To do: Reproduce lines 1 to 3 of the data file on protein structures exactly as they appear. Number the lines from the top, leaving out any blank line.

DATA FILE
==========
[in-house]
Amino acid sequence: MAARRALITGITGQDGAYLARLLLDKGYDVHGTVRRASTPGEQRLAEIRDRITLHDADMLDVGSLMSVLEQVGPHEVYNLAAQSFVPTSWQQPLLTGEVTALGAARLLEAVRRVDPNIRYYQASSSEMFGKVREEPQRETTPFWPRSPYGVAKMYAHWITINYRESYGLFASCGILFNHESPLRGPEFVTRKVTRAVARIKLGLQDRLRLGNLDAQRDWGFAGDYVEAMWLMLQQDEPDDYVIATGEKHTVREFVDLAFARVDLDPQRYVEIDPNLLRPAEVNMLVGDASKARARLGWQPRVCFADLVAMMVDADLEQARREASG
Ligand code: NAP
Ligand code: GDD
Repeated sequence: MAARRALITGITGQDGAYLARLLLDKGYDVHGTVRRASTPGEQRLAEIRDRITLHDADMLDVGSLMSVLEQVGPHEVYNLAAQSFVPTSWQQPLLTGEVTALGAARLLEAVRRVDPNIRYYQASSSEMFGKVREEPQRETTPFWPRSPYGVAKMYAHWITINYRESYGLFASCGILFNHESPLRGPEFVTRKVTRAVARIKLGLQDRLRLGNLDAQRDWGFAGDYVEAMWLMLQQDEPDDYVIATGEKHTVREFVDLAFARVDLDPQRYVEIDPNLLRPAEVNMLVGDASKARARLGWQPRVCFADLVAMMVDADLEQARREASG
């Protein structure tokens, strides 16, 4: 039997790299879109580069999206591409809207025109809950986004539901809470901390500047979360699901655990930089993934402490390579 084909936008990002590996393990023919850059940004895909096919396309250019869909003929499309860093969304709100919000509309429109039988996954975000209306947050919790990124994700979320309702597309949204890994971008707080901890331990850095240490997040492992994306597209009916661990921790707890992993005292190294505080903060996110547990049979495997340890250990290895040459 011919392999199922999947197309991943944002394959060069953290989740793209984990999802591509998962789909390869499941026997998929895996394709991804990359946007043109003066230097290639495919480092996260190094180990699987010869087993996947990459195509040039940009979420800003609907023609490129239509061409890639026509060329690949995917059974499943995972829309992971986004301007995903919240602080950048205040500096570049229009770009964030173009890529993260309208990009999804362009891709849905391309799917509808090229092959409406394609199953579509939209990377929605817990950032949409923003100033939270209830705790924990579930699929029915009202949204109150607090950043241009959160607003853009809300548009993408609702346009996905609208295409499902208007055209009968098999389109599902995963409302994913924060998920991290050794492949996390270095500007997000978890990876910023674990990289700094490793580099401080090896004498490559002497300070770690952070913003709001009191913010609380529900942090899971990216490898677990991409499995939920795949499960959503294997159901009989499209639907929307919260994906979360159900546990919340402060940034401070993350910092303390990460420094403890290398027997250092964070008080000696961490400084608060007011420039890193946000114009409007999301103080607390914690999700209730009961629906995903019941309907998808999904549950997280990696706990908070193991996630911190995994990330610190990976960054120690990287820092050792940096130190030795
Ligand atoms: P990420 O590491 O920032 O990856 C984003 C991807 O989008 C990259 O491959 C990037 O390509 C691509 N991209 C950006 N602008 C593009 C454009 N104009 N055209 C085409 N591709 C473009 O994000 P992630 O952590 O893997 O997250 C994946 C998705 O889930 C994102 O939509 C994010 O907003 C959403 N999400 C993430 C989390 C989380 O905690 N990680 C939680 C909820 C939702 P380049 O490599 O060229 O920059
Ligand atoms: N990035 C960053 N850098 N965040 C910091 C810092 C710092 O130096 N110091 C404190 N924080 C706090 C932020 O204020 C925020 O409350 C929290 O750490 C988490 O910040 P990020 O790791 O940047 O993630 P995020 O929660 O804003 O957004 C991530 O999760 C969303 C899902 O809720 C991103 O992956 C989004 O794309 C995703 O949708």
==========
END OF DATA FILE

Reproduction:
[in-house]
Amino acid sequence: MAARRALITGITGQDGAYLARLLLDKGYDVHGTVRRASTPGEQRLAEIRDRITLHDADMLDVGSLMSVLEQVGPHEVYNLAAQSFVPTSWQQPLLTGEVTALGAARLLEAVRRVDPNIRYYQASSSEMFGKVREEPQRETTPFWPRSPYGVAKMYAHWITINYRESYGLFASCGILFNHESPLRGPEFVTRKVTRAVARIKLGLQDRLRLGNLDAQRDWGFAGDYVEAMWLMLQQDEPDDYVIATGEKHTVREFVDLAFARVDLDPQRYVEIDPNLLRPAEVNMLVGDASKARARLGWQPRVCFADLVAMMVDADLEQARREASG
Ligand code: NAP